Just as the weather warms, they pop their ugly heads out of hiding. But thank goodness they do, because now is the best time to find them so they can be destroyed. The flowers of cogongrass are in bloom now, helping the invasive weed resume its aggressive spread to new fields and forests. Left unchecked, cogongrass will form dense stands over large areas and choke out native plants, doing untold damage to local ecology and to farmers' fields.
GEORGETOWN — There are more than a few stories to tell from a half-century of research at the Baruch Institute of Coastal Ecology and Forest Science, and Clemson University scientists will soon be sharing some of them with a Lowcountry audience. As it continues to celebrate 50 years of research on South Carolina’s coastal plain, Clemson’s […]
Clemson University recognized faculty members who have received the highest levels of national and international recognition with University Research, Scholarship and Artistic Achievement Awards (URSAAA) during an awards presentation last week.
With an economic impact of $33.4 billion, natural resources are major contributors to South Carolina economy and quality of life. To train people to help sustain these resources, Clemson University is establishing a Fisheries and Aquatic Center of Excellence.
Medway Park and Community Garden on James Island has a new raingarden and rainwater harvesting system thanks to a unique collaboration between Clemson University and an array of local and regional collaborators.
An expert in diseases that attack valuable vegetable crops across the Southeast, Anthony Keinath is the newly minted recipient of the Godley-Snell Award for Excellence in Agricultural Research, Clemson's highest agricultural research honor.
Coordinated by Clemson Livestock Poultry Health, the South Carolina Veterinary Reserve Corps partnered with the ASPCA to hold Small Animal Slackwater Rescue training on April 24-25 at Hickory Knob State Park.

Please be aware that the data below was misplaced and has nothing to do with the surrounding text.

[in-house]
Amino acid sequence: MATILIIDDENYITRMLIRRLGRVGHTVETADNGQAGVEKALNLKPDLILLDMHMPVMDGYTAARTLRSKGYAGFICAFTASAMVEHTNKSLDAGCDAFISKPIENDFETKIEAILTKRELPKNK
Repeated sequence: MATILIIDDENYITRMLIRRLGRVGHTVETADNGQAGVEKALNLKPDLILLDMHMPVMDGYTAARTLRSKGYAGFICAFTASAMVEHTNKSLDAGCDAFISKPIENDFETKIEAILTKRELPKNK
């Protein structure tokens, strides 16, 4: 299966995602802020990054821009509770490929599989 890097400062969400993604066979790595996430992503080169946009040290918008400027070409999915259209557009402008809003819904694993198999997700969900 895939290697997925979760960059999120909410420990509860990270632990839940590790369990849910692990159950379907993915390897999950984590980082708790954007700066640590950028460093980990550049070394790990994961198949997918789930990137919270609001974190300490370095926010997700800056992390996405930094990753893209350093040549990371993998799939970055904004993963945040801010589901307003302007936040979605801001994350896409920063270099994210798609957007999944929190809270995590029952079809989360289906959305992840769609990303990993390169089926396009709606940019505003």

Beginning in May, the South Carolina Botanical Garden will play host to “Music in the Garden,” featuring free live music from some of the region's top musical acts on Tuesdays and Fridays.
The 2018 South Carolina 4-H Engineering Challenge, aimed at raising student interest in science, technology, engineering and math — or STEM subjects — played host to 179 students from across the state on April 14 at the Midlands Technical College Airport Campus.
After two seasons of climatic events that lashed anger at the state’s peach crop, South Carolina peach producers and researchers believe this season could be better.
Clemson Extension's Home and Garden Information Center has been redesigned for the first time since way back when the internet was more commonly known as the “world-wide web” or the “information superhighway.”
Members of the Clemson University Extension family took time to honor four of their own for lifetimes of service to the people of South Carolina in ceremonies April 13-14, 2018. The four — Ruby Craven, Bill Funchess, Harold Liebenrood and Dudley Steer — worked as agents of the Clemson Extension Service, delivering research-based information and methods to farmers, homeowners and agribusinesses.
As part of the Raise Your Hand campaign, which runs through May 15, 2018, 4-H is asking its supporters in South Carolina to ‘Raise Your Hand’ to help kids in the community by providing the hands-on learning that only 4-H provides.
A group of students from Clemson University is learning how to use a melting pot of flavors to cook up lessons on cultural diversity. Nutrition dietetics students reviewed and collaborated in the design of the curriculum for the South Carolina 4-H Melting Pot program, a summer culinary camp designed for youth funded by the Walmart Foundation.
Clemson University Cooperative Extension is offering a four-day retreat to empower South Carolina farm women to be better business partners through networks and by managing critical information. Annie’s Project is facilitated by professionals and experts in the field of business and agriculture.